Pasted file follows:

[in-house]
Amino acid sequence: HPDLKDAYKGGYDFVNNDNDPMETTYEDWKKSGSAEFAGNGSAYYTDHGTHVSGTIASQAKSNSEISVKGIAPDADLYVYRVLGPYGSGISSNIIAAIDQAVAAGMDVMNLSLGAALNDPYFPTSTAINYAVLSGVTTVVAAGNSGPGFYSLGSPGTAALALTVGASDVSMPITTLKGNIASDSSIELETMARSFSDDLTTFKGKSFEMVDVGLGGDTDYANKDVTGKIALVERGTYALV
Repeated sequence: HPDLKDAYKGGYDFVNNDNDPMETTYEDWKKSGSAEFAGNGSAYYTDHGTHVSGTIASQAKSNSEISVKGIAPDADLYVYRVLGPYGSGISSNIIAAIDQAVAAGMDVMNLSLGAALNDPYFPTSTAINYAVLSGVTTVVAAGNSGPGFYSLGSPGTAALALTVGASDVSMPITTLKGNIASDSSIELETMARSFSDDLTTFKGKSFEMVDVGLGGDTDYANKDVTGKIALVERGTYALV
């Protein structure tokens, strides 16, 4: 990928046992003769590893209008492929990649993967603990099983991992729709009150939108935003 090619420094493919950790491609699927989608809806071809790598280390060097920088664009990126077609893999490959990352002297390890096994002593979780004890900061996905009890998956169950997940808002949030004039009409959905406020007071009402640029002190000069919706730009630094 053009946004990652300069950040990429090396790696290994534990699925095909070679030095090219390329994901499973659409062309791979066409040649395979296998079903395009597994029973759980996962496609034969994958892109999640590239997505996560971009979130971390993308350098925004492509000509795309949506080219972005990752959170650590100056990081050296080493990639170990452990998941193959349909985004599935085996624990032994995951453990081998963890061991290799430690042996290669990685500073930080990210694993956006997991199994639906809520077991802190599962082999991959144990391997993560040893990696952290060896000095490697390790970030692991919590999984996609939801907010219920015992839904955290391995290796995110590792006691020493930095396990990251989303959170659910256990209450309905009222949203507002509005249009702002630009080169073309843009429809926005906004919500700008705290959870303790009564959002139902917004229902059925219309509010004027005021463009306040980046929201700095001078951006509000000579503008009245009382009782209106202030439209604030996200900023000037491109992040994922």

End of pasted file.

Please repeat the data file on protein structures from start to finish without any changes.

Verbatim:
[in-house]
Amino acid sequence: HPDLKDAYKGGYDFVNNDNDPMETTYEDWKKSGSAEFAGNGSAYYTDHGTHVSGTIASQAKSNSEISVKGIAPDADLYVYRVLGPYGSGISSNIIAAIDQAVAAGMDVMNLSLGAALNDPYFPTSTAINYAVLSGVTTVVAAGNSGPGFYSLGSPGTAALALTVGASDVSMPITTLKGNIASDSSIELETMARSFSDDLTTFKGKSFEMVDVGLGGDTDYANKDVTGKIALVERGTYALV
Repeated sequence: HPDLKDAYKGGYDFVNNDNDPMETTYEDWKKSGSAEFAGNGSAYYTDHGTHVSGTIASQAKSNSEISVKGIAPDADLYVYRVLGPYGSGISSNIIAAIDQAVAAGMDVMNLSLGAALNDPYFPTSTAINYAVLSGVTTVVAAGNSGPGFYSLGSPGTAALALTVGASDVSMPITTLKGNIASDSSIELETMARSFSDDLTTFKGKSFEMVDVGLGGDTDYANKDVTGKIALVERGTYALV
């Protein structure tokens, strides 16, 4: 990928046992003769590893209008492929990649993967603990099983991992729709009150939108935003 090619420094493919950790491609699927989608809806071809790598280390060097920088664009990126077609893999490959990352002297390890096994002593979780004890900061996905009890998956169950997940808002949030004039009409959905406020007071009402640029002190000069919706730009630094 053009946004990652300069950040990429090396790696290994534990699925095909070679030095090219390329994901499973659409062309791979066409040649395979296998079903395009597994029973759980996962496609034969994958892109999640590239997505996560971009979130971390993308350098925004492509000509795309949506080219972005990752959170650590100056990081050296080493990639170990452990998941193959349909985004599935085996624990032994995951453990081998963890061991290799430690042996290669990685500073930080990210694993956006997991199994639906809520077991802190599962082999991959144990391997993560040893990696952290060896000095490697390790970030692991919590999984996609939801907010219920015992839904955290391995290796995110590792006691020493930095396990990251989303959170659910256990209450309905009222949203507002509005249009702002630009080169073309843009429809926005906004919500700008705290959870303790009564959002139902917004229902059925219309509010004027005021463009306040980046929201700095001078951006509000000579503008009245009382009782209106202030439209604030996200900023000037491109992040994922």